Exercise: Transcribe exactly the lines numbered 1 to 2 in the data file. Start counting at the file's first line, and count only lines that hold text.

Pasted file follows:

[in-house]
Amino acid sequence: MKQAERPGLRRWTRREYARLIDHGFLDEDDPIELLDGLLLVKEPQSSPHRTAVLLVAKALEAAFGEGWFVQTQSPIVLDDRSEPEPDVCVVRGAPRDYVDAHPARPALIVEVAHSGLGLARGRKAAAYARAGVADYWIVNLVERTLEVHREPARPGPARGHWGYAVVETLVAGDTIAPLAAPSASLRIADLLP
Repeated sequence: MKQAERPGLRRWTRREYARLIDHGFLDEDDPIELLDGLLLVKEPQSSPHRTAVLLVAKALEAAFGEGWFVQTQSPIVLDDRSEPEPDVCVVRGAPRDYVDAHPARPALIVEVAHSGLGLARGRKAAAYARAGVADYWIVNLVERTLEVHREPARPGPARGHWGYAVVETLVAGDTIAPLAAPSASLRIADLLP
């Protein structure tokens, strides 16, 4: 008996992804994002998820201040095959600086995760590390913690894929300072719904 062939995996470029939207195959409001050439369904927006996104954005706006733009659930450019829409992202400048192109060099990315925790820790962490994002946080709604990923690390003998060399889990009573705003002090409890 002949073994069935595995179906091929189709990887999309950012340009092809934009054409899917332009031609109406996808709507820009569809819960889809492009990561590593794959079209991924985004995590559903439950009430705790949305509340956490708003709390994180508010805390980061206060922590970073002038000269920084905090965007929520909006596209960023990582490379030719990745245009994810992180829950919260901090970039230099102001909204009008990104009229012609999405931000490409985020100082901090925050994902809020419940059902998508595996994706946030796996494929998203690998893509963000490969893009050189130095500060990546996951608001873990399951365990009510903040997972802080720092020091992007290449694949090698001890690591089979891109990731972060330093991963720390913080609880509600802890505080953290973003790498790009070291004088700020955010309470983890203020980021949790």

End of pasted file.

[in-house]
Amino acid sequence: MKQAERPGLRRWTRREYARLIDHGFLDEDDPIELLDGLLLVKEPQSSPHRTAVLLVAKALEAAFGEGWFVQTQSPIVLDDRSEPEPDVCVVRGAPRDYVDAHPARPALIVEVAHSGLGLARGRKAAAYARAGVADYWIVNLVERTLEVHREPARPGPARGHWGYAVVETLVAGDTIAPLAAPSASLRIADLLP